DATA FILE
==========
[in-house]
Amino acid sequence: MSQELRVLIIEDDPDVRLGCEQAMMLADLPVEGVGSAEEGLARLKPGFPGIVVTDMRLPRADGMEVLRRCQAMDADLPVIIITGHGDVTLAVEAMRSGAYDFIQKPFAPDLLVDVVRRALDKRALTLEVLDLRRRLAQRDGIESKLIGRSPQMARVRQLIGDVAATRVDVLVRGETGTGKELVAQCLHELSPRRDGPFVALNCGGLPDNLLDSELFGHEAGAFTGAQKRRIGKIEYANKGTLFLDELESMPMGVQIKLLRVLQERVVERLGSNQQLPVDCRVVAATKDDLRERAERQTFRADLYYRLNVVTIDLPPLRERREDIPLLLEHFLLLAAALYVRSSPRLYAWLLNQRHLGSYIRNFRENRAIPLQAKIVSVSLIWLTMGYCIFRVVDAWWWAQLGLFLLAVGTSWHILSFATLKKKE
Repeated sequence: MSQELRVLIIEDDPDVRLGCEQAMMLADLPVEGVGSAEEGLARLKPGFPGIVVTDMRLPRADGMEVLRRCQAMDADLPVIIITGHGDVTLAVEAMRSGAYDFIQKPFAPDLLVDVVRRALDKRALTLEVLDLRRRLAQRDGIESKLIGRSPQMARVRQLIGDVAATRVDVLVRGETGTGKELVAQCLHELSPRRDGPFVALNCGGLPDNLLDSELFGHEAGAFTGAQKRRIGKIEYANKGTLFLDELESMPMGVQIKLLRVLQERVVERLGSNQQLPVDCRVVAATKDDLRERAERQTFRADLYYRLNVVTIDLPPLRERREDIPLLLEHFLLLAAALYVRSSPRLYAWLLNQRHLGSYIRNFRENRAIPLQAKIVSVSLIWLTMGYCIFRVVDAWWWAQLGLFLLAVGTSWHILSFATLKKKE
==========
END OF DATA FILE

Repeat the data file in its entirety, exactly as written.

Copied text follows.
[in-house]
Amino acid sequence: MSQELRVLIIEDDPDVRLGCEQAMMLADLPVEGVGSAEEGLARLKPGFPGIVVTDMRLPRADGMEVLRRCQAMDADLPVIIITGHGDVTLAVEAMRSGAYDFIQKPFAPDLLVDVVRRALDKRALTLEVLDLRRRLAQRDGIESKLIGRSPQMARVRQLIGDVAATRVDVLVRGETGTGKELVAQCLHELSPRRDGPFVALNCGGLPDNLLDSELFGHEAGAFTGAQKRRIGKIEYANKGTLFLDELESMPMGVQIKLLRVLQERVVERLGSNQQLPVDCRVVAATKDDLRERAERQTFRADLYYRLNVVTIDLPPLRERREDIPLLLEHFLLLAAALYVRSSPRLYAWLLNQRHLGSYIRNFRENRAIPLQAKIVSVSLIWLTMGYCIFRVVDAWWWAQLGLFLLAVGTSWHILSFATLKKKE
Repeated sequence: MSQELRVLIIEDDPDVRLGCEQAMMLADLPVEGVGSAEEGLARLKPGFPGIVVTDMRLPRADGMEVLRRCQAMDADLPVIIITGHGDVTLAVEAMRSGAYDFIQKPFAPDLLVDVVRRALDKRALTLEVLDLRRRLAQRDGIESKLIGRSPQMARVRQLIGDVAATRVDVLVRGETGTGKELVAQCLHELSPRRDGPFVALNCGGLPDNLLDSELFGHEAGAFTGAQKRRIGKIEYANKGTLFLDELESMPMGVQIKLLRVLQERVVERLGSNQQLPVDCRVVAATKDDLRERAERQTFRADLYYRLNVVTIDLPPLRERREDIPLLLEHFLLLAAALYVRSSPRLYAWLLNQRHLGSYIRNFRENRAIPLQAKIVSVSLIWLTMGYCIFRVVDAWWWAQLGLFLLAVGTSWHILSFATLKKKE